The request for new talent starts off very earnestly:
DECORAH, IA plaintiff firm is seeking a brilliant hardworking lawyer who would rather do research and writing than be in court. Firm practices catastrophic injury, medical malpractice, and wrongful death and is seeking a lawyer licensed or in the process of becoming licensed in Iowa and/or Minnesota willing to get licensed in both with a possibility of Wisconsin and California, who is willing to relocate to Decorah, IA. Position will be handling of the firm’s law and motion, discovery, legal research, and appeals (to work 50 hours per week, full time inside the office to prepare the firm’s trial lawyers who travel and spend most of their time in court). One month paid vacation per year, salary is negotiable and commensurate with experience and qualifications, the firm may be willing to provide housing in Decorah, IA. Writing samples, resume, and examples of briefs and projects worked on is required.
But then this plaintiff’s firm ad becomes … kind of creepy:
Much thought is going to be put into who will fill this very important position with the firm. Persons who are interested are requested to email a personal story of who the applicant is, what his or her political beliefs are, and what they believe about justice and personal injury litigation along with a recent personal and/or family photograph.
Political beliefs? A family photo? You know, this is one time where a little “X law firm is an equal opportunity employer …” tagline would be comforting.
What law firm put this advertisement together? Details after the jump.
As part of a nationwide tour, Above the Law is coming to the great city of Chicago.
Join preeminent law firm management consultant Bruce MacEwen, Katten Muchin Chicago managing partner Gil Sofer, and JPMorgan Chase & Co. assistant general counsel Jason Shaffer for a panel discussion (sponsored by Pangea3) on the evolutionary and market forces bearing down on the law firm business model. Come on by Thursday, November 20, at 6 p.m., for thought-provoking discussion, food, drink, and networking.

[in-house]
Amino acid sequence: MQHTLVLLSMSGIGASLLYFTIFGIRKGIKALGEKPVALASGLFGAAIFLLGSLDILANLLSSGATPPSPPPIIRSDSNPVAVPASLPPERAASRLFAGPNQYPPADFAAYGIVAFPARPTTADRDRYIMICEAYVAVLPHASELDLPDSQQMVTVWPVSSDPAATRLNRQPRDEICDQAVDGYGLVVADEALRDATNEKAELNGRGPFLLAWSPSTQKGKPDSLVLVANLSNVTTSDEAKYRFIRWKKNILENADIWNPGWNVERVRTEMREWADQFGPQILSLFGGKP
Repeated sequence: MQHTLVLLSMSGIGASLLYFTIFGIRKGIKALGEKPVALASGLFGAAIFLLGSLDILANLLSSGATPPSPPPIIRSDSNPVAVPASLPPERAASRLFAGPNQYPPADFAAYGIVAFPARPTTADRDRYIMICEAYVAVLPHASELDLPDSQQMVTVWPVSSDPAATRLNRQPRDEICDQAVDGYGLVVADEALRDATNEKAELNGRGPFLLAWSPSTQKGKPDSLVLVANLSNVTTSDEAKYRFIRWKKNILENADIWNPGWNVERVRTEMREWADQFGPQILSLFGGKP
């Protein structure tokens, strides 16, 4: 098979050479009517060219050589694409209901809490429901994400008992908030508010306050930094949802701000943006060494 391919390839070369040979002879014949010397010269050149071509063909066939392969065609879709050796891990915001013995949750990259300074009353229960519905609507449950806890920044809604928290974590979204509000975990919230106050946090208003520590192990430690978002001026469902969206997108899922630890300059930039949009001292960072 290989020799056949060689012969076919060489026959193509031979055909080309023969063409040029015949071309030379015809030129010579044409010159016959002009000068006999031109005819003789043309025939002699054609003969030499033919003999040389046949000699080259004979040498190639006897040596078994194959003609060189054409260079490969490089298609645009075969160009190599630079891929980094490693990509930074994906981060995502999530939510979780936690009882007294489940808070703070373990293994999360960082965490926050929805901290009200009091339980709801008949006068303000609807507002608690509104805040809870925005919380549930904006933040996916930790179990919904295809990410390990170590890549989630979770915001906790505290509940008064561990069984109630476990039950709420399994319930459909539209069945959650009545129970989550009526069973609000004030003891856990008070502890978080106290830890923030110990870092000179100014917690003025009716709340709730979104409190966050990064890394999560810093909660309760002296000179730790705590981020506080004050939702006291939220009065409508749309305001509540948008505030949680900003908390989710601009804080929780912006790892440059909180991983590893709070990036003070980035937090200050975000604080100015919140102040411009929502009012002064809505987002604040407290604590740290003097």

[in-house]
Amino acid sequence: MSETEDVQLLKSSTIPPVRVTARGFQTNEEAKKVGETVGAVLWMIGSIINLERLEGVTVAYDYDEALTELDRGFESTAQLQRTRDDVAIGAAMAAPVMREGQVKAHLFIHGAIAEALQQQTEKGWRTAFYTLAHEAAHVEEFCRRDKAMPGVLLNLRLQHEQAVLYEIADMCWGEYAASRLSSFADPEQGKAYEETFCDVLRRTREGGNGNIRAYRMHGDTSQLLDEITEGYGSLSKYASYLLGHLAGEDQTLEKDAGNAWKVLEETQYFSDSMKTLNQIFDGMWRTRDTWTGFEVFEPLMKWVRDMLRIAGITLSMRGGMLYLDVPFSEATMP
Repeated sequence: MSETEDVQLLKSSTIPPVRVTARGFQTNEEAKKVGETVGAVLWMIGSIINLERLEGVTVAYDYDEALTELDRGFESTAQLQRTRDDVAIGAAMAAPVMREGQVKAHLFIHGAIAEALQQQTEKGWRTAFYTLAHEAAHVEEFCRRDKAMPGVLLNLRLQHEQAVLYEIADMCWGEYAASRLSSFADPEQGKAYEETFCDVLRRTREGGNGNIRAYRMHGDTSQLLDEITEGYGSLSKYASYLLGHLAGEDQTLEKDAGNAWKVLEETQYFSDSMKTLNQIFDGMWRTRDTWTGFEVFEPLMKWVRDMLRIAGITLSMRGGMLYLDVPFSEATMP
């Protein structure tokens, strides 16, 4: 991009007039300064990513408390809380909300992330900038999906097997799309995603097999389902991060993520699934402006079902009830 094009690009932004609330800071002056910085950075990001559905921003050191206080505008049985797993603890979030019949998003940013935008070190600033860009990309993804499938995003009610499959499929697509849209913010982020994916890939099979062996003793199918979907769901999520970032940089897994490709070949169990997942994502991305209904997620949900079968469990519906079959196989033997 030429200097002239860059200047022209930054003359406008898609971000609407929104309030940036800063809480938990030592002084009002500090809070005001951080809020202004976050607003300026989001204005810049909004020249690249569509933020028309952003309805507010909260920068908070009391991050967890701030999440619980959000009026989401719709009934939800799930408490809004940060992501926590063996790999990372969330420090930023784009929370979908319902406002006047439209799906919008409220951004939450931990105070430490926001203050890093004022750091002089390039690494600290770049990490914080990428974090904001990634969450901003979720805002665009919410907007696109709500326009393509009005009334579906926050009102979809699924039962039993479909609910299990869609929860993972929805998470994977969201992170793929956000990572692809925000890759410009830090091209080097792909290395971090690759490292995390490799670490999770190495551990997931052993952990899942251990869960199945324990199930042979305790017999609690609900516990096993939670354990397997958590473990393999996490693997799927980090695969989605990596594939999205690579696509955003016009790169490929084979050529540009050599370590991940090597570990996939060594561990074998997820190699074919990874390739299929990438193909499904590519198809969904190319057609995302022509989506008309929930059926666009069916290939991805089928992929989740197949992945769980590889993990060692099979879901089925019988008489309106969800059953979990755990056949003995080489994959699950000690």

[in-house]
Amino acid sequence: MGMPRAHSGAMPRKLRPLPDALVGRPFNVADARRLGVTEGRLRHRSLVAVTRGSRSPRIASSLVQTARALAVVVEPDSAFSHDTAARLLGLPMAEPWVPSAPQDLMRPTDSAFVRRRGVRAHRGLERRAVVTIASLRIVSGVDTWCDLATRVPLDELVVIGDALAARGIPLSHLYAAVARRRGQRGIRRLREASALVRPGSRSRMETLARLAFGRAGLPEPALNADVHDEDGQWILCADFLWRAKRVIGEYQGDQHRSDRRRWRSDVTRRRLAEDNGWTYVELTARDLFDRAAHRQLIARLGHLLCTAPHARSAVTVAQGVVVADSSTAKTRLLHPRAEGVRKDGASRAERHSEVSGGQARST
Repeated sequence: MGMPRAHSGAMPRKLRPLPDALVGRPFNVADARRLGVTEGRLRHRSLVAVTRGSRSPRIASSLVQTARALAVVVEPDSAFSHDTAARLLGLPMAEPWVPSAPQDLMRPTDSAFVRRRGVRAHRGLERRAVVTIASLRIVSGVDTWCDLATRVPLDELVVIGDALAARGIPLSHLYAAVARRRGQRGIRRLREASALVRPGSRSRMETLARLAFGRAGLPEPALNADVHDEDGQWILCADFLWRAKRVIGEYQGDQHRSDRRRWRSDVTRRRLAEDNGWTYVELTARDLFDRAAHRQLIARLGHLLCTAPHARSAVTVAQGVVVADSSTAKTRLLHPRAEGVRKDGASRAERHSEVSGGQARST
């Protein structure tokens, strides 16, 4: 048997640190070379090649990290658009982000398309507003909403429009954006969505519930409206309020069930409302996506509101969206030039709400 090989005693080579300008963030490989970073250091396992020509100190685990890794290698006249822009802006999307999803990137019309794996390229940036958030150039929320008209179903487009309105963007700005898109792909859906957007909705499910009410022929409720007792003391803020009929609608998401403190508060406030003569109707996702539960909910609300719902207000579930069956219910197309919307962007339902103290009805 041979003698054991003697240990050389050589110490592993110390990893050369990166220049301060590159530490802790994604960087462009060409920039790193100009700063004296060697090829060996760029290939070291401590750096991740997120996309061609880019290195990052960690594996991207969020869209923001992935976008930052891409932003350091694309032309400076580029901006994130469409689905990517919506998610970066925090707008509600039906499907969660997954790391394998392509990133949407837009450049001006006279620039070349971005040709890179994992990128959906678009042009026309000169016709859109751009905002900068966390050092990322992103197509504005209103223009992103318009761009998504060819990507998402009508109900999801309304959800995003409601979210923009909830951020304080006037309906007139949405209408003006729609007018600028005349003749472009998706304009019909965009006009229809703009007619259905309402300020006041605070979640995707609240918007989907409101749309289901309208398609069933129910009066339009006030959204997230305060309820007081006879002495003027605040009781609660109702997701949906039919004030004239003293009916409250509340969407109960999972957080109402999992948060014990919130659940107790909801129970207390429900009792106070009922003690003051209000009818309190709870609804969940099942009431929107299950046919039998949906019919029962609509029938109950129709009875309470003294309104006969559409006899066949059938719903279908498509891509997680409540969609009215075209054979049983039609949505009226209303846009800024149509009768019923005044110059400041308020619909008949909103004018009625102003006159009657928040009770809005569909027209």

Space is limited and there will be no on-site registration, so please RSVP
Average law school debt for graduates of private universities hovered around $122,000 last year. With only 57% of new attorneys actually obtaining real lawyer jobs, recent graduates have a lot to consider when it comes to managing their student loan payments. Thanks to our friends at SoFi, today’s infographic takes a look at student loan debt, including the possible benefits of refinancing for JDs…
Kinney Recruiting’sEvan Jowers is currently in Hong Kong for client meetings and still has a few slots available through October 22. Evan will also be in Hong Kong November 14 to December 15. Further, Robert Kinney has been in Frankfurt and Munich this week and is available for meetings with our Germany based readers.
One of our key law firm clients has referred us to one of their important clients in the US, Europe and China – a leading global technology supplier for the auto industry – in order to handle their search for a new Asia General Counsel and Asia Chief Compliance Officer.
Kinney is exclusively handling this in-house search.
This position will have a lot of responsibility and include supervision of eight attorneys underneath them in the Asia in-house team. The new hire will report directly to the global general counsel and global chief compliance officer, who is based in the US. The new hire’s ability to make judgement calls is going to be as important as their technical skill set background.
The position is based in Shanghai and will deal with the company’s operations all over Asia and also in India, including frequent acquisitions in the region.
It is expected that the new hire will come from a top US firm’s Shanghai, Beijing or Hong Kong offices, currently in a top flight corporate practice at the senior associate, counsel or partner level. Of course, the candidate can be currently in a relevant in-house role.